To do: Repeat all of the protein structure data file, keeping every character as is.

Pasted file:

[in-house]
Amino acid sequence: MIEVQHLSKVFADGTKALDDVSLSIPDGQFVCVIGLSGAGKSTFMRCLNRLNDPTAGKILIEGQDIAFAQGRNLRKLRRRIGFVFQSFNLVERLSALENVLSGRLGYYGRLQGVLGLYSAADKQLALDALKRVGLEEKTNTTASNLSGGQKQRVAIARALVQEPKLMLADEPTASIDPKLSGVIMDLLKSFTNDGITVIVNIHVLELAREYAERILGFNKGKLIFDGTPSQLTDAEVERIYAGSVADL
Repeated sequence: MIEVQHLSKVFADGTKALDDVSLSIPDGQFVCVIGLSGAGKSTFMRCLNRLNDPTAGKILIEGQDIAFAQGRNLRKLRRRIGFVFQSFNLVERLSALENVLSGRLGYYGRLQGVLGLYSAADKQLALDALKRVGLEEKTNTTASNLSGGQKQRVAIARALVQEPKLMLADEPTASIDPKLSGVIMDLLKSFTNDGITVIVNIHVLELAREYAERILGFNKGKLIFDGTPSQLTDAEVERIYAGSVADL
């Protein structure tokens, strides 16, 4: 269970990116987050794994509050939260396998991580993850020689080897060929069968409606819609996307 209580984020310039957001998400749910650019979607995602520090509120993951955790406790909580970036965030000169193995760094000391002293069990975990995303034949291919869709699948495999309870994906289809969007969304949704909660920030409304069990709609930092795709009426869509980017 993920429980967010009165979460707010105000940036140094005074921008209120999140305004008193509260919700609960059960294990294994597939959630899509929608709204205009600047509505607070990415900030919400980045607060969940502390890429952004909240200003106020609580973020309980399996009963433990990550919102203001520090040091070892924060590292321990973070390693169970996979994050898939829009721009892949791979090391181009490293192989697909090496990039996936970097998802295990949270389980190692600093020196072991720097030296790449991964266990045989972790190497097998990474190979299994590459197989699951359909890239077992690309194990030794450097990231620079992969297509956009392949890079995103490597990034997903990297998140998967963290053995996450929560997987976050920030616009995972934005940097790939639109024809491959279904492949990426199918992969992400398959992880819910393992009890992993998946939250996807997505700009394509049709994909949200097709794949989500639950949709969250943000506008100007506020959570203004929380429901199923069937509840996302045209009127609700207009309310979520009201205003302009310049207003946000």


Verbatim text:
[in-house]
Amino acid sequence: MIEVQHLSKVFADGTKALDDVSLSIPDGQFVCVIGLSGAGKSTFMRCLNRLNDPTAGKILIEGQDIAFAQGRNLRKLRRRIGFVFQSFNLVERLSALENVLSGRLGYYGRLQGVLGLYSAADKQLALDALKRVGLEEKTNTTASNLSGGQKQRVAIARALVQEPKLMLADEPTASIDPKLSGVIMDLLKSFTNDGITVIVNIHVLELAREYAERILGFNKGKLIFDGTPSQLTDAEVERIYAGSVADL
Repeated sequence: MIEVQHLSKVFADGTKALDDVSLSIPDGQFVCVIGLSGAGKSTFMRCLNRLNDPTAGKILIEGQDIAFAQGRNLRKLRRRIGFVFQSFNLVERLSALENVLSGRLGYYGRLQGVLGLYSAADKQLALDALKRVGLEEKTNTTASNLSGGQKQRVAIARALVQEPKLMLADEPTASIDPKLSGVIMDLLKSFTNDGITVIVNIHVLELAREYAERILGFNKGKLIFDGTPSQLTDAEVERIYAGSVADL
């Protein structure tokens, strides 16, 4: 269970990116987050794994509050939260396998991580993850020689080897060929069968409606819609996307 209580984020310039957001998400749910650019979607995602520090509120993951955790406790909580970036965030000169193995760094000391002293069990975990995303034949291919869709699948495999309870994906289809969007969304949704909660920030409304069990709609930092795709009426869509980017 993920429980967010009165979460707010105000940036140094005074921008209120999140305004008193509260919700609960059960294990294994597939959630899509929608709204205009600047509505607070990415900030919400980045607060969940502390890429952004909240200003106020609580973020309980399996009963433990990550919102203001520090040091070892924060590292321990973070390693169970996979994050898939829009721009892949791979090391181009490293192989697909090496990039996936970097998802295990949270389980190692600093020196072991720097030296790449991964266990045989972790190497097998990474190979299994590459197989699951359909890239077992690309194990030794450097990231620079992969297509956009392949890079995103490597990034997903990297998140998967963290053995996450929560997987976050920030616009995972934005940097790939639109024809491959279904492949990426199918992969992400398959992880819910393992009890992993998946939250996807997505700009394509049709994909949200097709794949989500639950949709969250943000506008100007506020959570203004929380429901199923069937509840996302045209009127609700207009309310979520009201205003302009310049207003946000």